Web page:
CN: Breakups, overdose
One of the most confusing things about going through a break-up is that it can’t be done in a cultural vacuum. In those first few desperate and lonely weeks after the event, we grasp desperately at anything we think might help – films, articles, music – to make sense of the chaos. In return, popular culture offers us a set of rules and guidelines to govern the process of “getting over” (and it’s always exactly this turn of phrase) the breakup, reeling us in with the deceptive, tempting premise that our feelings can be neatly processed and eradicated by drinking a few glasses of wine and burning our ex-partner’s stuff. More often than not, though, these songs, films and words only make us feel worse, encouraging us to measure our “progress” and chide ourselves when we don’t feel how we think we should. Ariana Grande’s “thank u, next”, is, however, a rare and refreshing exception.
For women in particular, navigating breakups is a minefield of these messages, which tell us exactly what we should be doing and feeling at any one time. Once, the prevailing logic was that women (especially those in heterosexual relationships) are the vulnerable party and thus, in the event of a breakup, the natural victims. This assumption has spawned a whole set of post-breakup rituals that largely revolve around crying and pining over the ex partner. Whether Bridget Jones was the first to kick off the eating-ice-cream-and-drinking-wine-in-your-pjs-trope or not, it’s perhaps the most obvious example, and a scene so widely replicated that thousands of women have, in real life, have performed the same ritual in the hope of some kind of healing.
“Grande expresses both strength and vulnerability in ‘thank u, next'”
In recent years, however, popular culture has veered away from this well-worn stereotype, rejecting it – quite rightly – as sexist. Instead, the tables turned entirely, and the figure of the “warrior woman” rushed to fill the gap, bringing with her a set of expectations equally as restrictive and unrealistic. Flipping the image of a hopeless damsel in distress, the warrior woman feels only anger or indifference in the wake of her breakup, bouncing back from it almost immediately. Christina Aguilera’s “Fighter”, Destiny’s Child’s “Survivor” and Kelly Clarkson’s “Since U Been Gone” are all good examples.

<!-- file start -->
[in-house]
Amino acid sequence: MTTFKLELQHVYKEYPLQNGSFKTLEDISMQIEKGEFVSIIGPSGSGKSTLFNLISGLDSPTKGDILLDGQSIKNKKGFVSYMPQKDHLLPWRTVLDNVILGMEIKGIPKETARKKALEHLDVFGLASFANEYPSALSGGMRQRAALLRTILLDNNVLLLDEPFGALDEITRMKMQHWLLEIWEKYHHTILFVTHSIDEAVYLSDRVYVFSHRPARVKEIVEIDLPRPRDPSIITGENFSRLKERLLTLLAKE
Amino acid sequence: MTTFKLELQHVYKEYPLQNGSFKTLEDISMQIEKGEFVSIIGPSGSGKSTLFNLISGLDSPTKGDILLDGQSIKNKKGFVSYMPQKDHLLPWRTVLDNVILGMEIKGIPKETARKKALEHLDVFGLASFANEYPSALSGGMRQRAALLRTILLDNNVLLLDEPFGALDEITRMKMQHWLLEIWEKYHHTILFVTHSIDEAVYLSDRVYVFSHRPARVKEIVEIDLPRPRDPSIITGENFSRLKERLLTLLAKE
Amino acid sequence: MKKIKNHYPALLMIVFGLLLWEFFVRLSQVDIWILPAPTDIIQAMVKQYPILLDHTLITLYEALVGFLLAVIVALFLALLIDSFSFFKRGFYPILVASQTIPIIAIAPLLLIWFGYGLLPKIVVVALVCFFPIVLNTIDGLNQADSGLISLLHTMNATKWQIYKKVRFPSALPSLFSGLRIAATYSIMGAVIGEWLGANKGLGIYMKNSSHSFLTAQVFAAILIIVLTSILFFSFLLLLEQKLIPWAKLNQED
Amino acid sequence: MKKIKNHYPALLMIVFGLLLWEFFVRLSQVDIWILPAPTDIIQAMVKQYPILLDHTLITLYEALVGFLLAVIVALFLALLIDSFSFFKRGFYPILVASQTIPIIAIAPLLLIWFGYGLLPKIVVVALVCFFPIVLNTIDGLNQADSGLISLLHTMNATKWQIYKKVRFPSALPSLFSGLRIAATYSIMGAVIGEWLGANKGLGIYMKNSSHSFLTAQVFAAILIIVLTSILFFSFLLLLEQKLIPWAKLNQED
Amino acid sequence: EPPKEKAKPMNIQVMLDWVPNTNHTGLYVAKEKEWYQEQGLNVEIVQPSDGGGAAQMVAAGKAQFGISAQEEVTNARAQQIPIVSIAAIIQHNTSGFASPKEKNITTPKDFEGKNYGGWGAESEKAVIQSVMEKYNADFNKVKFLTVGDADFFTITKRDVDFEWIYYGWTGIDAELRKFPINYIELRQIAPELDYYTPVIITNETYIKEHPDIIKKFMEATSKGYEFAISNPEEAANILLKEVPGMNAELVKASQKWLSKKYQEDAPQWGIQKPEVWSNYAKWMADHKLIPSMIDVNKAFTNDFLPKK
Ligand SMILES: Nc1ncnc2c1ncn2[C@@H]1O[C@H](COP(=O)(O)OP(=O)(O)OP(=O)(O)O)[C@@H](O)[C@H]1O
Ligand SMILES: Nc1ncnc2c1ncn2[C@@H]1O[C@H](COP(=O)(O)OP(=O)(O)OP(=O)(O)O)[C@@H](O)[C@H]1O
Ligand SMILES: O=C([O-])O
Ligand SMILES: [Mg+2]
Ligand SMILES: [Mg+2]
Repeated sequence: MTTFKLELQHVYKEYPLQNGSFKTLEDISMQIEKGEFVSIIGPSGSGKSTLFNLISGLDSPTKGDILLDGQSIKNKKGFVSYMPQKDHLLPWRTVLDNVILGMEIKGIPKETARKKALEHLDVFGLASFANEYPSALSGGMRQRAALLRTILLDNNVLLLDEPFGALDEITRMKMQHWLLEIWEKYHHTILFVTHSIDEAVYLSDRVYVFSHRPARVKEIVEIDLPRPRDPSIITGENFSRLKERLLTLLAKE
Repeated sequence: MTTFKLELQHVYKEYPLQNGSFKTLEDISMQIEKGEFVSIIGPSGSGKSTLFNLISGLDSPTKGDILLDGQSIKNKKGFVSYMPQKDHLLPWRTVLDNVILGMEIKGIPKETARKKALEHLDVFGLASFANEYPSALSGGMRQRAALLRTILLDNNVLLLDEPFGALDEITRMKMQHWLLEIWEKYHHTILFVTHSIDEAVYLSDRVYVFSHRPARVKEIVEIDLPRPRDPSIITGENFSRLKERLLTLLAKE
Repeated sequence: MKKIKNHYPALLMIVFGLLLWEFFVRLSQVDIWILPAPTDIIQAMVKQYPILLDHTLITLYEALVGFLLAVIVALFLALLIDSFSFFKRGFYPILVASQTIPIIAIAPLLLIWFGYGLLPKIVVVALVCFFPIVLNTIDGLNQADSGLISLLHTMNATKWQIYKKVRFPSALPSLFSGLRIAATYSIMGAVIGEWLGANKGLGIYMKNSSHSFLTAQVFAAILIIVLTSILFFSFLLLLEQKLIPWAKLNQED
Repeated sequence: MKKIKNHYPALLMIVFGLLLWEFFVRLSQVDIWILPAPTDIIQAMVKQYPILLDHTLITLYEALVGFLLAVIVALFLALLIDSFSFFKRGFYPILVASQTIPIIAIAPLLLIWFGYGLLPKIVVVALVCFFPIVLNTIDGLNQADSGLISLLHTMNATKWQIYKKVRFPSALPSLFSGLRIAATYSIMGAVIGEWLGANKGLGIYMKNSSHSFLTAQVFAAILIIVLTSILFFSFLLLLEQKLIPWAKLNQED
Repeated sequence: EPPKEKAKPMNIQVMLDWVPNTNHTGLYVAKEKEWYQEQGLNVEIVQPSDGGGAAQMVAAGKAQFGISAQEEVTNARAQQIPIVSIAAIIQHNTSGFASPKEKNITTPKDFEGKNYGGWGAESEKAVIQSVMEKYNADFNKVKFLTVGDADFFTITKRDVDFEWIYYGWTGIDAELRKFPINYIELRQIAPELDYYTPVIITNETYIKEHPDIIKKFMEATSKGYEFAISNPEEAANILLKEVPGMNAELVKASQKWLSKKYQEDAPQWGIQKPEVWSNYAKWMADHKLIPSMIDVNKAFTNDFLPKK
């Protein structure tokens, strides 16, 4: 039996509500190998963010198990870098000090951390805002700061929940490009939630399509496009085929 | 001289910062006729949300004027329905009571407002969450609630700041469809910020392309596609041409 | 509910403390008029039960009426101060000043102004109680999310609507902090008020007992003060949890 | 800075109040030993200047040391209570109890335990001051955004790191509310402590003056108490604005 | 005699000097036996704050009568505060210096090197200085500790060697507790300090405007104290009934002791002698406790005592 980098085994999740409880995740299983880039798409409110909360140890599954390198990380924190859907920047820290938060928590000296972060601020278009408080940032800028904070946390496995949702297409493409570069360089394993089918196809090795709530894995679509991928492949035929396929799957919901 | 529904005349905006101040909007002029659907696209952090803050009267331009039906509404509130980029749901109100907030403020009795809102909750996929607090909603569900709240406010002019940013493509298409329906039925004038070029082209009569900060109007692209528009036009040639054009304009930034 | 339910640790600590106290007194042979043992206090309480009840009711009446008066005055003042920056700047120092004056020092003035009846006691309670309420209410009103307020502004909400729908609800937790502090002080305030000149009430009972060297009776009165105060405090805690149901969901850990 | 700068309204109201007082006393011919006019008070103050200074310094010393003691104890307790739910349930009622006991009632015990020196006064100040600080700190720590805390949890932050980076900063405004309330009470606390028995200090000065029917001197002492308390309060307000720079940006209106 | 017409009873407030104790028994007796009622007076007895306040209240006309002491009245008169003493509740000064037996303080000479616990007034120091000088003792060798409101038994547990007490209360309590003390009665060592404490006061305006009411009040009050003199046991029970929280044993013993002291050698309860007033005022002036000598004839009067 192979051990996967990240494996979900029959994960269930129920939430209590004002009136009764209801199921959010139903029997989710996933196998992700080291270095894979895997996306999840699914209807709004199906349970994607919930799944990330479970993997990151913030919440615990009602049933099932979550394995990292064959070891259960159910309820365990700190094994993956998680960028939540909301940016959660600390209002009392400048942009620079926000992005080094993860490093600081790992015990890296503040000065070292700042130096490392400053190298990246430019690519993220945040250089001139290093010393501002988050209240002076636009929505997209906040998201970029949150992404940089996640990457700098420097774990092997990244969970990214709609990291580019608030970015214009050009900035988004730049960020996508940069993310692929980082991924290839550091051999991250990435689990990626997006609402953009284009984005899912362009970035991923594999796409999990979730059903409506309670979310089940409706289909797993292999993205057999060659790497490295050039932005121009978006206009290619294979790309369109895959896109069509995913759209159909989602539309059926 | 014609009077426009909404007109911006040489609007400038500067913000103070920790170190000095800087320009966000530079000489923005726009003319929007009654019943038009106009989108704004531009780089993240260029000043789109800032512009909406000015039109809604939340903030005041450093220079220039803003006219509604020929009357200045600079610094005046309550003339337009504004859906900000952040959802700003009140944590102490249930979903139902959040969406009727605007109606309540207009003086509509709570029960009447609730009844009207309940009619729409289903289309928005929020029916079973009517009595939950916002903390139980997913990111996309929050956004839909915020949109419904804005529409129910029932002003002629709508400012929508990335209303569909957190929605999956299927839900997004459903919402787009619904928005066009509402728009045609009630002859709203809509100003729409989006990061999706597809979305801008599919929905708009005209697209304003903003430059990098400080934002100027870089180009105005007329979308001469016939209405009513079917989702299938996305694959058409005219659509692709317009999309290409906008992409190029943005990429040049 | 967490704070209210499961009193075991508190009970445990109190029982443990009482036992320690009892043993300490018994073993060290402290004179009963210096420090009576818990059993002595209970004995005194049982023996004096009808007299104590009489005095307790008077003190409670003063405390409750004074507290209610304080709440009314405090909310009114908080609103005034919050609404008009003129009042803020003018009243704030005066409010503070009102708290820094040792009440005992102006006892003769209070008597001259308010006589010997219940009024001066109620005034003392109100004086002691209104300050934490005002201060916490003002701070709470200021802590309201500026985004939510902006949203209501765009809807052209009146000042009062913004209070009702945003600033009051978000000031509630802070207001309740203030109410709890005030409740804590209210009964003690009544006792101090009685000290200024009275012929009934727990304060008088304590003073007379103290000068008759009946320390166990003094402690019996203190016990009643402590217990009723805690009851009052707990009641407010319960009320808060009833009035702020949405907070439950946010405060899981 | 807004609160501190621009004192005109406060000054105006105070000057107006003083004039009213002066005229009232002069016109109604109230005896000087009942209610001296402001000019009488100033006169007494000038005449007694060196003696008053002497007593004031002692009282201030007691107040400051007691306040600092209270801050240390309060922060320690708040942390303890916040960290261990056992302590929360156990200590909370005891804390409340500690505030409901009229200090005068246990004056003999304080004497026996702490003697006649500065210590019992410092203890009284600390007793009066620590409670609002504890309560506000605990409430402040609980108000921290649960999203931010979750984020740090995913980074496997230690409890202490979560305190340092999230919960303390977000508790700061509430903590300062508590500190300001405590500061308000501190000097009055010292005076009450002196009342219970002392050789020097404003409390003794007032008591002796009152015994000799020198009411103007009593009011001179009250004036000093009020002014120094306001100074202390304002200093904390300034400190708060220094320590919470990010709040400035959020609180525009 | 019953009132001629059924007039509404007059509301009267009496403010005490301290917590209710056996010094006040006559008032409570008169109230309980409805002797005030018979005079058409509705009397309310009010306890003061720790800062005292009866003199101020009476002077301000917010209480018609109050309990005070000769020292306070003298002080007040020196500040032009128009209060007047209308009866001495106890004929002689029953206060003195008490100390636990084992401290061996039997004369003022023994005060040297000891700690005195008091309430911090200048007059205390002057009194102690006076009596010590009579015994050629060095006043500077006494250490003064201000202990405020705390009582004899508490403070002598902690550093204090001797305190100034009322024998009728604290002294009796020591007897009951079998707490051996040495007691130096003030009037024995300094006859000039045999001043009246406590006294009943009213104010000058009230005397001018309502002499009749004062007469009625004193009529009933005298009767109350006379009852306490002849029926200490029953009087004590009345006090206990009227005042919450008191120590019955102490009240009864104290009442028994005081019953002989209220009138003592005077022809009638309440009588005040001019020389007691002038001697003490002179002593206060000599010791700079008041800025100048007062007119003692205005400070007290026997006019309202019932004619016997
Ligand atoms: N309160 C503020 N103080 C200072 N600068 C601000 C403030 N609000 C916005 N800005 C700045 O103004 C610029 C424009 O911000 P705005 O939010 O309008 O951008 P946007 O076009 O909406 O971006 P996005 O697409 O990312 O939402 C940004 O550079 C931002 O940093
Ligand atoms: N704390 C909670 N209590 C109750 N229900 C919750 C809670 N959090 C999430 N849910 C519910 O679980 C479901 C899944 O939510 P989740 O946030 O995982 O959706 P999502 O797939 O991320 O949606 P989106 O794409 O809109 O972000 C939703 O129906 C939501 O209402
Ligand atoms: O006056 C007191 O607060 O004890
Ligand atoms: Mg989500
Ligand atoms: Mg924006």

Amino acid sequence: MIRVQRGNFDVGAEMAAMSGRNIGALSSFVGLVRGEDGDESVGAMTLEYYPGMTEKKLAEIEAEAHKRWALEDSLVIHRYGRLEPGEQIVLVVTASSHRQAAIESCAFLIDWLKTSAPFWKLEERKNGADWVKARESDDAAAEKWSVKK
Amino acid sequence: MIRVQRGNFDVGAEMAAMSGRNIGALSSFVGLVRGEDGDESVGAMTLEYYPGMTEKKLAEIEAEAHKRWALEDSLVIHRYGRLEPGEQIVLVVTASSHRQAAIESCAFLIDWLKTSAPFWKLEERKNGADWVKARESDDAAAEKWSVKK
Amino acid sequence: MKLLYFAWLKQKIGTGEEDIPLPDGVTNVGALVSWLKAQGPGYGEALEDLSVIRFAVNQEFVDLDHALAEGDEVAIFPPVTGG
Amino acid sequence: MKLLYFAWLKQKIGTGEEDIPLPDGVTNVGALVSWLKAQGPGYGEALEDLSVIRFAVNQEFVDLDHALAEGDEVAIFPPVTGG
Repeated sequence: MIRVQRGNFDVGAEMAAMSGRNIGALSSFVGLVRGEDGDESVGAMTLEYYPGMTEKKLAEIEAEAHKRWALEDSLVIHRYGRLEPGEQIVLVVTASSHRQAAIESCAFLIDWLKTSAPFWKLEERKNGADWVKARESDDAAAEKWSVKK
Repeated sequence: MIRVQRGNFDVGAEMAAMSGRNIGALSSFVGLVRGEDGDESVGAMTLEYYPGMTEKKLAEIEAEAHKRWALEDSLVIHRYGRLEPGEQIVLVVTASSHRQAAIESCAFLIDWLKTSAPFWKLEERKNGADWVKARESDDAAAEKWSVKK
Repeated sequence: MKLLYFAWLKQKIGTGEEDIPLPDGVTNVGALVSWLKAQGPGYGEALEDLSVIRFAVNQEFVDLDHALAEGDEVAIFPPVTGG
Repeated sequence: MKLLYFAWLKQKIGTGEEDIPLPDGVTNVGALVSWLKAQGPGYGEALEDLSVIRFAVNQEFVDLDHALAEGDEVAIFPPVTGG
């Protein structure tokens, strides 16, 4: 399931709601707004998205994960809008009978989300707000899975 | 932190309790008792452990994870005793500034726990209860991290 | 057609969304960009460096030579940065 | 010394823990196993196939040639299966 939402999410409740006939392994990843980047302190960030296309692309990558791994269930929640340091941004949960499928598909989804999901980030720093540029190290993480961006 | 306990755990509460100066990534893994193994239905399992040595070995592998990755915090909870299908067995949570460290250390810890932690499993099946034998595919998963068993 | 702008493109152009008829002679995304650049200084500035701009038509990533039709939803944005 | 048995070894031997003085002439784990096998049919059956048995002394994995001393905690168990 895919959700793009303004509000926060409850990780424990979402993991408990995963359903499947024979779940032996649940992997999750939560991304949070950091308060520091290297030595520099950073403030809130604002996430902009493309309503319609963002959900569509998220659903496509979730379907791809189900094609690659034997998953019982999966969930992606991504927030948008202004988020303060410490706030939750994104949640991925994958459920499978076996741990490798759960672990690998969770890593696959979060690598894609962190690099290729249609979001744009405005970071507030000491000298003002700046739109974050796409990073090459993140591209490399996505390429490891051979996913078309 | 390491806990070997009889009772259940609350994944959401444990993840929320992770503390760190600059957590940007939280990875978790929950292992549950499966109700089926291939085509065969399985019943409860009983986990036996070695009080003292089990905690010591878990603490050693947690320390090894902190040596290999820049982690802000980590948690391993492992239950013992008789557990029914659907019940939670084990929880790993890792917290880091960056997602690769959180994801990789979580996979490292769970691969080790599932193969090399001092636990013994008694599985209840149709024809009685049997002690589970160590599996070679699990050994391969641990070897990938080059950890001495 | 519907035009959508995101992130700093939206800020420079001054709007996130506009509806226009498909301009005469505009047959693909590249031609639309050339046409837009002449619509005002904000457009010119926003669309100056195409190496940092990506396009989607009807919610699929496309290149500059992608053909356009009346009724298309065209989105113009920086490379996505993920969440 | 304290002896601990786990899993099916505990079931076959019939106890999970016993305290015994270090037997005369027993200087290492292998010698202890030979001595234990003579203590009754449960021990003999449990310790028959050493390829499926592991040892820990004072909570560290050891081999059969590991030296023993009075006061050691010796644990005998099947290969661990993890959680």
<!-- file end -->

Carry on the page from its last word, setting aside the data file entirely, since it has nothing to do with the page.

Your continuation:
Ariana Grande’s “thank u, next” could easily be passed off as falling into this category. After all, it shares lyrical similarities with “Fighter” in thanking the ex partner(s) who are the subject of the song. The crucial difference, however, is that Grande expresses both strength and vulnerability in “thank u, next”, mapping more honestly the erratic, confusing and far from straightforward emotions most of us actually feel after a breakup.
In fact, in “thank u, next”, Grande does away entirely with the maxim that lies at the heart of most other breakup songs and films, where the end-goal is always to “get over” an ex partner in the strictest of terms. In calling each of her partners by their names, Grande acknowledges the part they each played in shaping her life, rather than striving to forget about them: “one taught me love / one taught me patience”.
“Grande acknowledges the part they each played in shaping her life, rather than striving to forget about them”
Instead of posing as simply resilient or utterly devastated, Grande lets in the range of emotions and thoughts that come with a breakup, including the pain “one taught me pain” and her hope for future: “one day I’ll walk down the aisle”. She doesn’t feel any one way about it, and accepting this is what’s made her “so amazing”.
It’s a credit to Grande, who has suffered the trauma of a terrorist attack at her concert, her ex-partner Mac Miller dying of a drug overdose and the breakdown of her engagement with Pete Davidson in little over a year, that she’s been able to write a song so gracious, vulnerable and strong all at once. It offers a new playbook that very few songs, articles or films have before, admitting that breakups are a confusing, erratic mess of emotions, with no singular or right way to process them.
Listen to the song below:
Header image: Youtube / Ariana Grande / ‘thank u, next’